Madoc. This was also written as Madawc and Madog, from the Old
name Matoc, which had the literal meaning of goodly.
from early times and their first records appeared on the early census rolls taken by the early Kings of Britain to determine the rate of taxation of their subjects.
This web page shows only a small excerpt of our Matach research.Another 116 words (8 lines of text) covering the years 1086, 1571, 1612, 1598, 1612, 1697, 1759 and 1736 are included under the topic Early Matach History in all our PDF Extended History products and printed products wherever possible.
Although there are comparatively few Welsh
surnames, they have a great many spelling variations
. Variations of Welsh
names began almost immediately after their acceptance within Welsh
society. In the Middle Ages, it was up to priests and the few other people that recorded names in official documents to decide how to spell the names that they heard. Variations that occurred because of improper recording increased dramatically as the names were later transliterated into English. The Brythonic Celtic
language of Wales
, known by natives as Cymraeg, featured many highly inflected sounds that could not be properly captured by the English language. Spelling variations
were, however, also carried out according to an individual's design: a branch loyalty within the family, a religious adherence, or even patriotic affiliations were all indicated by the particular variation of one's name. The spelling variations
of the name Matach have included Maddox, Maddix, Maddick, Mattick, Matticks, Mattix, Maddock, Maddockes, Maddocks, Madocks, Madox, Madoch, Mattock and many more.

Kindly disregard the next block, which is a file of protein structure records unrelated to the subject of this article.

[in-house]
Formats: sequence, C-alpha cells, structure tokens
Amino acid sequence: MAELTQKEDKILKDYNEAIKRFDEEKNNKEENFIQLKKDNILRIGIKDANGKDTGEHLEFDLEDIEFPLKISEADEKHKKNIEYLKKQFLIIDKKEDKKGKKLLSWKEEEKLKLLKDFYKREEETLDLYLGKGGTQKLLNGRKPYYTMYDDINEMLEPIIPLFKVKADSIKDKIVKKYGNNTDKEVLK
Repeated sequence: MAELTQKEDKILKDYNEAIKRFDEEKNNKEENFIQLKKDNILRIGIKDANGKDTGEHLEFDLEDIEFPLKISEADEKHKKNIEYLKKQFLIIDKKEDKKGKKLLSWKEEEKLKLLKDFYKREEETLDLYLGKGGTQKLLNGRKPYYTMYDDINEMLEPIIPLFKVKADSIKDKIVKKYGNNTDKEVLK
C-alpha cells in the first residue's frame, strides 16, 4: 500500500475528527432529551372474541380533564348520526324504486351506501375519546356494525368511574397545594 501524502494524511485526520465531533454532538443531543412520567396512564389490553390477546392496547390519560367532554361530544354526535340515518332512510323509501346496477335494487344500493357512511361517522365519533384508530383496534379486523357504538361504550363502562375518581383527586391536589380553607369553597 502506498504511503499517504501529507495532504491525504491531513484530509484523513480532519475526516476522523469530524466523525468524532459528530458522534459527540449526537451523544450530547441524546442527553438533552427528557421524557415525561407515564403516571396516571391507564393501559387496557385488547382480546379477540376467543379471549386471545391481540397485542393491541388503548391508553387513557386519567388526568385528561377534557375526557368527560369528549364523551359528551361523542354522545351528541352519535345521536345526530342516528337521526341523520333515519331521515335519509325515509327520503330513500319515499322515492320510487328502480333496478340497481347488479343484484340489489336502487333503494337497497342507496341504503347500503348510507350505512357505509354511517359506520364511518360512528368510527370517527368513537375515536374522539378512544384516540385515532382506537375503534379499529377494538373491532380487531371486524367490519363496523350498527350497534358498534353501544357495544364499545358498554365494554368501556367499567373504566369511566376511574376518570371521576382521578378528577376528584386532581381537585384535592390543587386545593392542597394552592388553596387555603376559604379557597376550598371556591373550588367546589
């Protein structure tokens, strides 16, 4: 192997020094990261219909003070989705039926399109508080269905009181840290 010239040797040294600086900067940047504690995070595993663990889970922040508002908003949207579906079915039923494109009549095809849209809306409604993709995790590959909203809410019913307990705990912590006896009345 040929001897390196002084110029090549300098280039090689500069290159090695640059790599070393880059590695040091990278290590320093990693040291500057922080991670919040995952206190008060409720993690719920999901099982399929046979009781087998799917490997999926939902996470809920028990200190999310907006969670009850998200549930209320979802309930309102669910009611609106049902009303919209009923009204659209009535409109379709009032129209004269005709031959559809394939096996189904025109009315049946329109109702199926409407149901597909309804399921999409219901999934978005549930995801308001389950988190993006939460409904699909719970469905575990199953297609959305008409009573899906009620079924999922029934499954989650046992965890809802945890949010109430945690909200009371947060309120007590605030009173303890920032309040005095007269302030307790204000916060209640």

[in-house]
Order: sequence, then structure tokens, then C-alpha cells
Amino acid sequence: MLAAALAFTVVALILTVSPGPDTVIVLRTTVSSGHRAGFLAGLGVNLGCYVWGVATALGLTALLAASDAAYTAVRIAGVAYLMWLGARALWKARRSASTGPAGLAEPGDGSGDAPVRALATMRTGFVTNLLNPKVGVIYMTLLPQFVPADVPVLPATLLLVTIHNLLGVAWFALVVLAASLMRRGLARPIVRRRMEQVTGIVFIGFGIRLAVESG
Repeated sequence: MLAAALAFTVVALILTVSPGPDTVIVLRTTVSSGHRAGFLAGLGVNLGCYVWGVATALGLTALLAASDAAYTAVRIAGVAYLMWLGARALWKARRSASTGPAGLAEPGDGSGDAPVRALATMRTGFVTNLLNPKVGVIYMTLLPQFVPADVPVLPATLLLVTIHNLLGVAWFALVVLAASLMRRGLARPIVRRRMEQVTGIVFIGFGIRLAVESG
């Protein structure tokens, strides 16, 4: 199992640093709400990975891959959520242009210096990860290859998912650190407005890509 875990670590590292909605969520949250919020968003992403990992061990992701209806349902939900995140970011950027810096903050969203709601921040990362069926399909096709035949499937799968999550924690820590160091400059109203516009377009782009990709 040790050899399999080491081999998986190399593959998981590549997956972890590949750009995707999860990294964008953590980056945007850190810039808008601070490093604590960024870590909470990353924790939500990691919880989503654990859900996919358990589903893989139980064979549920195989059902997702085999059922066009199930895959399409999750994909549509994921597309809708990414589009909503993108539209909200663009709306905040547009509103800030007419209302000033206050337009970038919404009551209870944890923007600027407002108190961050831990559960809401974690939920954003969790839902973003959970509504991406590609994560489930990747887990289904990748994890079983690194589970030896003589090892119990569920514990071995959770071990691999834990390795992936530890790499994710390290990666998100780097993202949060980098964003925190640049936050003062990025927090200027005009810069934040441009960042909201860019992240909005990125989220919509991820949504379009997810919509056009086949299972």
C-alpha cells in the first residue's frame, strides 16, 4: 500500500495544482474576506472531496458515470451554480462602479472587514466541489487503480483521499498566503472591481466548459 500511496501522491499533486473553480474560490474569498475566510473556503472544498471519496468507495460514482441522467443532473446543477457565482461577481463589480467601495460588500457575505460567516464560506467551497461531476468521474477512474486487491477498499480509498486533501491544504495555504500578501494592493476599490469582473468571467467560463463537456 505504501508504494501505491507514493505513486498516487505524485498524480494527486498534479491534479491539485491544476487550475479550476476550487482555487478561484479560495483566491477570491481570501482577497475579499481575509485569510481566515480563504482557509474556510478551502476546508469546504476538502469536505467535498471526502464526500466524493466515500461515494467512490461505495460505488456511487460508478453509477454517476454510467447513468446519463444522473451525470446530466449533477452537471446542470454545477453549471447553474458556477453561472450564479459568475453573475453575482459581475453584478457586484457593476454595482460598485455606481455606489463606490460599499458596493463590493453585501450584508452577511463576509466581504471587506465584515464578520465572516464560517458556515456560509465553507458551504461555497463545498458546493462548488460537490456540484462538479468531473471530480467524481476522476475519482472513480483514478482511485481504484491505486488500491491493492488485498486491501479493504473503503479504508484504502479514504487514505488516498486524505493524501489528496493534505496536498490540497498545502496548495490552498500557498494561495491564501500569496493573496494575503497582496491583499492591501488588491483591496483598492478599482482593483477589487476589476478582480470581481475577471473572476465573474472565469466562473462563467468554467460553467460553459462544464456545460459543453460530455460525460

Some of the Matach family moved to Ireland
, but this topic is not covered in this excerpt. More information about their life in Ireland
is included in all our PDF Extended History products
and printed products wherever possible.
joined the great migrations to North America in the late 1800s and early 1900s. Like their Scottish and Irish neighbors, many Welsh
families left their homeland hoping to find hope and prosperity in a land that the English did not exercise a tight rule over. Those Welsh
immigrants that successfully traveled to North America went on to make significant contributions to the rapid development of both Canada and the United States in terms of the settling of land and the establishment of industry. They also added to the rich cultural heritage of both countries. An examination into the immigration and passenger lists has discovered a number of people bearing the name Matach: Henry Maddock settled in Delaware in 1682; John Maddock settled in Philadelphia in 1686; John Maddock settled in New Jersey in 1654; Henry Maddocks settled in Maine in 1630.